In McKay v. Eaton Yale Ltd. (November 13, 1996), an Ontario judge has awarded a mid-level employee with no managerial responsibilities the maximum 24 months’ notice for wrongful dismissal. In so doing, the court had some interesting things to say about how to interpret the Ontario Court of Appeal’s important decision in Cronk v. Canadian General Insurance Co. (September 1995).
In determining the appropriate notice period, courts look at four factors: 1) the character of the employment (meaning the employee’s status in the company’s hierarchy); 2) the employee’s length of service; 3) the employee’s age, and 4) the availability of similar employment.
As a rule, higher-status employees are entitled to more notice, all other things being equal. Some have expressed the view that the Cronk decision means that the “character of employment” factor is the most important one, and that clerical employees are entitled to no more than 12 months’ notice. The judge in McKay disagreed with each of these propositions, saying that Cronk did not alter the method for determining the notice period. In the judge’s view, the case law showed that no one factor was more important than the others, although in any individual case, any one of the factors could exert a greater influence on the amount of notice.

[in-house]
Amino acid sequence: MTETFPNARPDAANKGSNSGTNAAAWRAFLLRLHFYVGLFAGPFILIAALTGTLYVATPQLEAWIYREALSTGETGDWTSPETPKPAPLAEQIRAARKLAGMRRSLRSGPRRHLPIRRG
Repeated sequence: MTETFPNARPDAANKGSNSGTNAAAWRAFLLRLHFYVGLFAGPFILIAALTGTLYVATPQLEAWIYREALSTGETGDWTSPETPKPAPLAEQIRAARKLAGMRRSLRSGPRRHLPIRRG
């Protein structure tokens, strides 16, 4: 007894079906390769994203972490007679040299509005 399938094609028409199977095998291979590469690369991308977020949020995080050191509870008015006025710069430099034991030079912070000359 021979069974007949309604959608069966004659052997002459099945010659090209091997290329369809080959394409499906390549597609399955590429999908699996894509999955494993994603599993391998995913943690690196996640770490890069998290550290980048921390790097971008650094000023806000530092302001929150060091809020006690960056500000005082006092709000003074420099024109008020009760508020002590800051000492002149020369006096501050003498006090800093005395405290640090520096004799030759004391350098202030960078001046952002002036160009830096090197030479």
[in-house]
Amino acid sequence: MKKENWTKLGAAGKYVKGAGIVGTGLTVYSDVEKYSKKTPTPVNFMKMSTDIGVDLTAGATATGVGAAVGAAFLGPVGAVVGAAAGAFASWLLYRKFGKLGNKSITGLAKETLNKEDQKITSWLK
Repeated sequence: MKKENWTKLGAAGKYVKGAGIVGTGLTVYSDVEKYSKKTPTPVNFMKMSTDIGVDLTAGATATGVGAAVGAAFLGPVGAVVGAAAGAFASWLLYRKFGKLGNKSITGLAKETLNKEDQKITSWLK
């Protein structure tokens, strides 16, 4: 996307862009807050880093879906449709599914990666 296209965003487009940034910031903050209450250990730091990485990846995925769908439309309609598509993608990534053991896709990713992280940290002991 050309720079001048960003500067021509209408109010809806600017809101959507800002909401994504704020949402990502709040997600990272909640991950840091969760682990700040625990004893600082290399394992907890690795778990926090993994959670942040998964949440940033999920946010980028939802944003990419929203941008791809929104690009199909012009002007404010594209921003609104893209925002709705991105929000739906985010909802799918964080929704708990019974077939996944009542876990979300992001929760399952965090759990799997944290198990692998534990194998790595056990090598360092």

Ms. McKay was a 46 year-old employee with over 22 years of service. The character of her employment was neither clerical nor managerial. Although she had only a high school education, she had worked her way up in the company to occupy a highly skilled technical position. While she exercised no supervisory functions, neither was she herself closely supervised. Her particularized skills and lack of formal qualifications meant that securing comparable employment would be extremely difficult.
The judge ruled that the most significant factors for determining notice in this case were the plaintiff’s long service and the unavailability of similar employment. Using a benchmark of one month’s notice for each year of service, subtracting five months due to McKay’s non-managerial status, and then adjusting up because of the unavailability of comparable employment, the judge arrived at the maximum 24 months’ notice.
The judge acknowledged that awarding the maximum notice to an employee who was not at a senior management level was unusual. This, however, was an unusual case, the judge stated, and it would be unfair and inequitable to hold that only corporate presidents could ever qualify for the maximum notice period.
For more information on this subject, please contact George Rontiris at (613) 563-7660, Extension 275.